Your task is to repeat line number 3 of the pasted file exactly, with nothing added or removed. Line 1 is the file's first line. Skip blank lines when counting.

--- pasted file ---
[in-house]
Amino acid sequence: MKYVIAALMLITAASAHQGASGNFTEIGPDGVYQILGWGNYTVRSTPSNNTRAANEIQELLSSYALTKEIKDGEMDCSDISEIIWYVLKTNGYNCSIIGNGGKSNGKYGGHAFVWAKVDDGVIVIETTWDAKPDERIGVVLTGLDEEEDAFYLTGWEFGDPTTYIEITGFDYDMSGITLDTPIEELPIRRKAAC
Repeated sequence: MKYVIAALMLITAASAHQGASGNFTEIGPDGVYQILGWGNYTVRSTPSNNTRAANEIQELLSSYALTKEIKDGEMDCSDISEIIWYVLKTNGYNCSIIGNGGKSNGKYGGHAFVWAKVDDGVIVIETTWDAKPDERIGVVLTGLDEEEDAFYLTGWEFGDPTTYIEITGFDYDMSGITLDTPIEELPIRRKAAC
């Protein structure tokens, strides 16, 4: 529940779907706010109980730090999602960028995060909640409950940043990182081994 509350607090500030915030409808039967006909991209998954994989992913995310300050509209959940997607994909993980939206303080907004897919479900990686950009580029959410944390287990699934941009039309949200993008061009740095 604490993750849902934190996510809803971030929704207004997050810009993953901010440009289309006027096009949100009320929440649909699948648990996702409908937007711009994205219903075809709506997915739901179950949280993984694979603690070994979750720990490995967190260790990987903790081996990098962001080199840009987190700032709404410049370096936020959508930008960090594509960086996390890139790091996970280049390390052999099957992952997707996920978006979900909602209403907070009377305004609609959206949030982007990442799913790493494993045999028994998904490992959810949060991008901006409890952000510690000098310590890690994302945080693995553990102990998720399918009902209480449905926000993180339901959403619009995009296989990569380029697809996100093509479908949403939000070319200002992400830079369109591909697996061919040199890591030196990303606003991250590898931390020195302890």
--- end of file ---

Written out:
Repeated sequence: MKYVIAALMLITAASAHQGASGNFTEIGPDGVYQILGWGNYTVRSTPSNNTRAANEIQELLSSYALTKEIKDGEMDCSDISEIIWYVLKTNGYNCSIIGNGGKSNGKYGGHAFVWAKVDDGVIVIETTWDAKPDERIGVVLTGLDEEEDAFYLTGWEFGDPTTYIEITGFDYDMSGITLDTPIEELPIRRKAAC